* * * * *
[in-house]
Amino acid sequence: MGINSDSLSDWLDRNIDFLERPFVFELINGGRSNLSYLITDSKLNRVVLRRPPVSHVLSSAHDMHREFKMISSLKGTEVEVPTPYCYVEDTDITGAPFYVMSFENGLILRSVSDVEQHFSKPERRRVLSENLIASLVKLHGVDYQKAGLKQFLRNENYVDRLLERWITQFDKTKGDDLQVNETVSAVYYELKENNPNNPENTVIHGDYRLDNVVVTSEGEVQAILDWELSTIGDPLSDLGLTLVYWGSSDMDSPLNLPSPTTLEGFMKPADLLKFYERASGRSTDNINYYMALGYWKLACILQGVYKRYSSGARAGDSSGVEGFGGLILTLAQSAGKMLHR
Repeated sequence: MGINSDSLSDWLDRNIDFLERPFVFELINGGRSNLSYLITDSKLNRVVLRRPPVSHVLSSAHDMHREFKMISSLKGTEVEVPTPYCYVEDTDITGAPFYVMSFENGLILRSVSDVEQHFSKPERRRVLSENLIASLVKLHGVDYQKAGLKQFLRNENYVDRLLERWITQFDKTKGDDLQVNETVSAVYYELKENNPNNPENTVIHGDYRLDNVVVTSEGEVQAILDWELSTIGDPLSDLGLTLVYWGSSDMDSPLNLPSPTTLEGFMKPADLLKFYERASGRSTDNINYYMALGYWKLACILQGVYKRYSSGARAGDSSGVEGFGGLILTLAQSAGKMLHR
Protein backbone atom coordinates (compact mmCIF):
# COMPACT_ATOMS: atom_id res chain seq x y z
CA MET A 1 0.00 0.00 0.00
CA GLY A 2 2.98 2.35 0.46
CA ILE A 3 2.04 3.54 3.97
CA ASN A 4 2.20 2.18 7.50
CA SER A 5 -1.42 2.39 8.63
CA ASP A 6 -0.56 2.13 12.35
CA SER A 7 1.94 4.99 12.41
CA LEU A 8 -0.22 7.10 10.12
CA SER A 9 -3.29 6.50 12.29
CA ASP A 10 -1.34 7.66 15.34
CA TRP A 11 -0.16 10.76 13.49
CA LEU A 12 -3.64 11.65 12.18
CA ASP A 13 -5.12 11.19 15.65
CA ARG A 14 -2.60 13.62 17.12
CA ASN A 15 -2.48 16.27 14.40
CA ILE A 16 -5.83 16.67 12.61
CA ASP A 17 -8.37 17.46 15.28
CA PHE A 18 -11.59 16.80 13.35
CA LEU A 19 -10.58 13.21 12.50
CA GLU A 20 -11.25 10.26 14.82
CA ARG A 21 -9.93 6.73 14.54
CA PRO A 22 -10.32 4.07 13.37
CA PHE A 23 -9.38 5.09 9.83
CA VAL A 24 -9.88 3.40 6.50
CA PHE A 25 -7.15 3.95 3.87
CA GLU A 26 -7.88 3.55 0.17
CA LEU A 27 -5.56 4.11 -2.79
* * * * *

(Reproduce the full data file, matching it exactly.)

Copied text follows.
[in-house]
Amino acid sequence: MGINSDSLSDWLDRNIDFLERPFVFELINGGRSNLSYLITDSKLNRVVLRRPPVSHVLSSAHDMHREFKMISSLKGTEVEVPTPYCYVEDTDITGAPFYVMSFENGLILRSVSDVEQHFSKPERRRVLSENLIASLVKLHGVDYQKAGLKQFLRNENYVDRLLERWITQFDKTKGDDLQVNETVSAVYYELKENNPNNPENTVIHGDYRLDNVVVTSEGEVQAILDWELSTIGDPLSDLGLTLVYWGSSDMDSPLNLPSPTTLEGFMKPADLLKFYERASGRSTDNINYYMALGYWKLACILQGVYKRYSSGARAGDSSGVEGFGGLILTLAQSAGKMLHR
Repeated sequence: MGINSDSLSDWLDRNIDFLERPFVFELINGGRSNLSYLITDSKLNRVVLRRPPVSHVLSSAHDMHREFKMISSLKGTEVEVPTPYCYVEDTDITGAPFYVMSFENGLILRSVSDVEQHFSKPERRRVLSENLIASLVKLHGVDYQKAGLKQFLRNENYVDRLLERWITQFDKTKGDDLQVNETVSAVYYELKENNPNNPENTVIHGDYRLDNVVVTSEGEVQAILDWELSTIGDPLSDLGLTLVYWGSSDMDSPLNLPSPTTLEGFMKPADLLKFYERASGRSTDNINYYMALGYWKLACILQGVYKRYSSGARAGDSSGVEGFGGLILTLAQSAGKMLHR
Protein backbone atom coordinates (compact mmCIF):
# COMPACT_ATOMS: atom_id res chain seq x y z
CA MET A 1 0.00 0.00 0.00
CA GLY A 2 2.98 2.35 0.46
CA ILE A 3 2.04 3.54 3.97
CA ASN A 4 2.20 2.18 7.50
CA SER A 5 -1.42 2.39 8.63
CA ASP A 6 -0.56 2.13 12.35
CA SER A 7 1.94 4.99 12.41
CA LEU A 8 -0.22 7.10 10.12
CA SER A 9 -3.29 6.50 12.29
CA ASP A 10 -1.34 7.66 15.34
CA TRP A 11 -0.16 10.76 13.49
CA LEU A 12 -3.64 11.65 12.18
CA ASP A 13 -5.12 11.19 15.65
CA ARG A 14 -2.60 13.62 17.12
CA ASN A 15 -2.48 16.27 14.40
CA ILE A 16 -5.83 16.67 12.61
CA ASP A 17 -8.37 17.46 15.28
CA PHE A 18 -11.59 16.80 13.35
CA LEU A 19 -10.58 13.21 12.50
CA GLU A 20 -11.25 10.26 14.82
CA ARG A 21 -9.93 6.73 14.54
CA PRO A 22 -10.32 4.07 13.37
CA PHE A 23 -9.38 5.09 9.83
CA VAL A 24 -9.88 3.40 6.50
CA PHE A 25 -7.15 3.95 3.87
CA GLU A 26 -7.88 3.55 0.17
CA LEU A 27 -5.56 4.11 -2.79